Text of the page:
This is a somber ceremony for anyone in attendance. But to be there with 63 World War II veterans, including my dad, and experiencing Arlington Cemetery and the Tomb of the Unknown Soldier through their eyes, hearts, and minds is nothing short of incredible.


The dedication of Central Valley Honor Flight

There is much more to an Honor Flight than just getting on and off the plane. Many of these veterans are disabled, non-ambulatory, or suffering other effects of aging. There are guardians, either volunteer or a family member, who accompany the vets with a ratio of 1:1. 

There is a huge crew of volunteers that makes the Central Valley Honor Flight happen. First and foremost, there is a team of medical professionals who volunteer their expertise. They are backed up by those responsible for keeping everyone safe: bus captains and safety officers. And this entire crew is led by the capable, good-natured, and cool-headed trip leader, Alan Perry of Fresno.

“Alan Perry and staff showed amazing skill in preparation for transportation, accommodations, and thoughtful personal care for three charter bus-fulls of us oldsters,” reported Jim. 

Last month’s Honor Flight 8  was jam-packed with activities and fanfare for the Central Valley veterans, beginning with a 5:30 a.m. arrival at the old Castle Air Force Base in Atwater. It was an organized work of art.

There were news media and social media. There were active members of the military and schoolchildren. There was a school band, dignitaries, politicians, cheerleaders, ROTC, law-enforcement officers, and community members. There were flyovers, flags flying, banners waving, and music playing. 

For three continuous days, from start to finish, these veterans received the accolades, appreciation, and acknowledgment they didn’t get when they came home from war 70 years ago.

“I enjoyed the camaraderie and entertainment with others during meals in the hotel dining room,” said Jim. “However, I will never forget the community send-off and welcome-back festivities at Atwater’s Castle Air Base.”

When our chartered plane was taxiing toward the runway for departure to D.C., I looked out the plane’s window toward buildings far removed from where the send-off party occurred. A lone man, far from the plane yet contrasted against the great expanse of tarmac, was standing in salute.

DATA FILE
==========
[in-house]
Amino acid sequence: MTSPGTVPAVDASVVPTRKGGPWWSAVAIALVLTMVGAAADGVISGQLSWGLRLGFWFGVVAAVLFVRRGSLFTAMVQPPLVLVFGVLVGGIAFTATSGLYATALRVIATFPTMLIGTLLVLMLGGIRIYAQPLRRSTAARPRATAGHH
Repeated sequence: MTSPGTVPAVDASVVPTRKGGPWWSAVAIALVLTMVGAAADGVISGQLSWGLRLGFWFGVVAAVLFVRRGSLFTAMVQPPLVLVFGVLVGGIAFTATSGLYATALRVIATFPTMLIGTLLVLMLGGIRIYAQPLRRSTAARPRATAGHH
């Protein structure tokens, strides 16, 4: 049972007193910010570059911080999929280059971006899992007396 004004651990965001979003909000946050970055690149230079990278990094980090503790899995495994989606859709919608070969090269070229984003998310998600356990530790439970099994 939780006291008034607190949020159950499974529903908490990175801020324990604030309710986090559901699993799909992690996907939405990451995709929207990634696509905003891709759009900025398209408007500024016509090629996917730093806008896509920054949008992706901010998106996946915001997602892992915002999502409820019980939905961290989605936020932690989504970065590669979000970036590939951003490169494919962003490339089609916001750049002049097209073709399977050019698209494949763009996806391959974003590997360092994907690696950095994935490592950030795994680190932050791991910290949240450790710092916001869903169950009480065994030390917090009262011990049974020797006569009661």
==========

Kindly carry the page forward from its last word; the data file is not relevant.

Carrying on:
It was such a respectful gesture to this plane-load of 90-year-old heroes that I was overcome with emotion.


Active duty

I attended as my dad’s travel guardian. But if a veteran doesn’t have a family member who is able to take the flight, there are well-trained guardians who will be assigned.

The Central Valley Honor Flight is a nonprofit organization that is funded so
lely by donations. Each trip costs about $175,000, but the flight is completely free for the vets. 

The guardians are asked to provide a donation of $1,000. It is money well spent. And after that contribution, there is no need to touch your wallet again for the entire trip as the flight, lodging, meals, charter buses, and all planning and logistics are provided.

The only thing requested of the guardians — and this is no small matter — is to keep their veteran within arm’s length, literally, for the entire journey. And to say they are serious about this is an understatement. 

Honor Flight T-shirts, windbreakers, hats, and duffle bags are provided, all in red for the veteran, blue for the guardian. This makes it hard to find one’s luggage but easy for anyone to tell if there is a veteran without a guardian nearby. 

There have been eight trips consisting of more than 600 veterans, most who have been between 80 and 100 years old, and there hasn’t been a single fall or major incident.